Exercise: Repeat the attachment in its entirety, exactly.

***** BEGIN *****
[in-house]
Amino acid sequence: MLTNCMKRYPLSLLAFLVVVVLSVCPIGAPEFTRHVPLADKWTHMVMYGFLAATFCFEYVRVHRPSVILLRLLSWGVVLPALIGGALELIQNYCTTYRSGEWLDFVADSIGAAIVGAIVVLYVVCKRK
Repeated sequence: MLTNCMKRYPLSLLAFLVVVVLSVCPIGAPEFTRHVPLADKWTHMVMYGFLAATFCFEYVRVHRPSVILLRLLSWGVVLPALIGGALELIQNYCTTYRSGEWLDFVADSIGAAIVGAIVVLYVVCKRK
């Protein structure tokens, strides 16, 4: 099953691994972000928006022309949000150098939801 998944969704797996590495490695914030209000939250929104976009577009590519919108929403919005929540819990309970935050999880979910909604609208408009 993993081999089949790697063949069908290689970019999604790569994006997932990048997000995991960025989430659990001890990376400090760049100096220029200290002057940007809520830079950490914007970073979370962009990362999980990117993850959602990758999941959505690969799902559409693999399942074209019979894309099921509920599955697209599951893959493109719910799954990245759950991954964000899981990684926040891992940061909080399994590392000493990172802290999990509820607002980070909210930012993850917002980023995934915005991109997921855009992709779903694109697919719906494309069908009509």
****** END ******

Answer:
[in-house]
Amino acid sequence: MLTNCMKRYPLSLLAFLVVVVLSVCPIGAPEFTRHVPLADKWTHMVMYGFLAATFCFEYVRVHRPSVILLRLLSWGVVLPALIGGALELIQNYCTTYRSGEWLDFVADSIGAAIVGAIVVLYVVCKRK
Repeated sequence: MLTNCMKRYPLSLLAFLVVVVLSVCPIGAPEFTRHVPLADKWTHMVMYGFLAATFCFEYVRVHRPSVILLRLLSWGVVLPALIGGALELIQNYCTTYRSGEWLDFVADSIGAAIVGAIVVLYVVCKRK
């Protein structure tokens, strides 16, 4: 099953691994972000928006022309949000150098939801 998944969704797996590495490695914030209000939250929104976009577009590519919108929403919005929540819990309970935050999880979910909604609208408009 993993081999089949790697063949069908290689970019999604790569994006997932990048997000995991960025989430659990001890990376400090760049100096220029200290002057940007809520830079950490914007970073979370962009990362999980990117993850959602990758999941959505690969799902559409693999399942074209019979894309099921509920599955697209599951893959493109719910799954990245759950991954964000899981990684926040891992940061909080399994590392000493990172802290999990509820607002980070909210930012993850917002980023995934915005991109997921855009992709779903694109697919719906494309069908009509």